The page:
So here’s the thing with cybersecurity: It’s so big and such a hot topic and acknowledged to be so important and yet, as, say, an individual retail company, it’s still really difficult to know exactly what your “defensive posture” is.
If an attack happens, will the measures you have in place be enough? At the moment, executives deciding whether or not to beef up security have to depend either on the assurances of cyber-tech salesmen or the best guesses/gut feelings of their IT department.
Neither is quiet ideal, and Christopher Key, cofounder and CEO of Verodin, thinks it doesn’t have to be this way.
After his previous company Enira was acquired by ArcSight in 2006, Key spent some time consulting while dwelling on what he considers one of the really big questions of cyber security — is it working? Key and his team founded Verodin to answer just that very question, and now, after two and a half years of R&D, the company is “coming out of stealth.”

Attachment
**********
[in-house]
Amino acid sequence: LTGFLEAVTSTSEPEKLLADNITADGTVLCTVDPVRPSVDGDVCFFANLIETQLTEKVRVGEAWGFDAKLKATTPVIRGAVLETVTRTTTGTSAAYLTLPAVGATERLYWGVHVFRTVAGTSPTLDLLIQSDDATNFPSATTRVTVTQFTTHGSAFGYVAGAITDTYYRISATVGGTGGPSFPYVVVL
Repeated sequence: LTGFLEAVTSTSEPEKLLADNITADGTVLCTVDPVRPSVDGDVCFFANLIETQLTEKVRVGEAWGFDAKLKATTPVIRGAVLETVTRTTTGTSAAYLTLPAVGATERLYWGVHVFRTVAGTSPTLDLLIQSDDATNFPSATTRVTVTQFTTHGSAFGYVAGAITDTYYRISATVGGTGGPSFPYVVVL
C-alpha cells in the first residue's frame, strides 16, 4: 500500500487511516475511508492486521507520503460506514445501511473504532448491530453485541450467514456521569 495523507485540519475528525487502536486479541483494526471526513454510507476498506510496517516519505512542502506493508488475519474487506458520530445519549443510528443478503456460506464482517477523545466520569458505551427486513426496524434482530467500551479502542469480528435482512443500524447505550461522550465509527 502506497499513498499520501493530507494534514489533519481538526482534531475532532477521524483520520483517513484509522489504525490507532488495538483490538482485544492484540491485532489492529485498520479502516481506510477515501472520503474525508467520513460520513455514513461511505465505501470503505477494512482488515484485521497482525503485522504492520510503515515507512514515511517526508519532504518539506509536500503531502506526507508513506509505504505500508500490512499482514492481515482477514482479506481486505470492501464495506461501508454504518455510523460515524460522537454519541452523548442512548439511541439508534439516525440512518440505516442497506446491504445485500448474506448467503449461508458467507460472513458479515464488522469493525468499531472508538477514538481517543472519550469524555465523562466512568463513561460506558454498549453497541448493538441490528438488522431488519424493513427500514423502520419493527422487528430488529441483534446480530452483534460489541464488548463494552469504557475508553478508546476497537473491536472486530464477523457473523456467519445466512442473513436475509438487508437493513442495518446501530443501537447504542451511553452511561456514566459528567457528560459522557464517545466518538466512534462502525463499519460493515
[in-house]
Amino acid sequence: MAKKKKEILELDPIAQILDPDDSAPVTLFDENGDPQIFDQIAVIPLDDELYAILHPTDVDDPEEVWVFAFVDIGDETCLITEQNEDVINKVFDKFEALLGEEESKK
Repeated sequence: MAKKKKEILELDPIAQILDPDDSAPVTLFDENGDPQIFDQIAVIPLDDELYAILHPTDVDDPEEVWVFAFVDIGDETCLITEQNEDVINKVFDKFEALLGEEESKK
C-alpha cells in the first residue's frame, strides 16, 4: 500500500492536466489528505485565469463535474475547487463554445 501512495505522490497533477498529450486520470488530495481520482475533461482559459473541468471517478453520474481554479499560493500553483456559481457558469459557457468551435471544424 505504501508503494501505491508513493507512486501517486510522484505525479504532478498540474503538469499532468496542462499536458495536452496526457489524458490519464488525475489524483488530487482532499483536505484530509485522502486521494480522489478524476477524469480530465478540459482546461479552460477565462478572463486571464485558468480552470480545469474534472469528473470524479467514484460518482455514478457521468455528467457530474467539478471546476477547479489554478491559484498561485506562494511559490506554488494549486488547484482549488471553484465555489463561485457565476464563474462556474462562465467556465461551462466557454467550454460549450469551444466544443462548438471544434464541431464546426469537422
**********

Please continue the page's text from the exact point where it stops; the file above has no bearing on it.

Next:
Key said the timing couldn’t be better. “Five years ago cybersecurity was just a checkbox,” he told Technical.ly. But now, in an era were huge data breaches make international headlines on the regular, “people are really hungry for this information.”
The initial philosophy of cybersecurity was prevention-focused, seeking “defense in depth.” This, essentially, means “have as many layers of security as possible.” But how well do those layers work together? Are there any gaps all layers share?
Reston-based Verodin aims to “help companies understand how their cyber tech will respond” to an attack, allowing those companies, in turn, to ask whether they’re happy with what’s in place. It’s kind of like security for your security.
Verodin’s software uses “Instrumented Security” to gather this information by safely executing attack behavior to generate reports on what security is going to see when a given attack is perpetrated, what it’s not going to see and how it will respond. This is valuable information not only for a company’s cyber team, but also for executives strategically deciding when and where to build out security capabilities.
Key puts it this way: “If you’re interested in the effectiveness of the dollars spent on security, you’ll be interested in this.”
Yeah, that sounds pretty interesting.
Knowledge is power!
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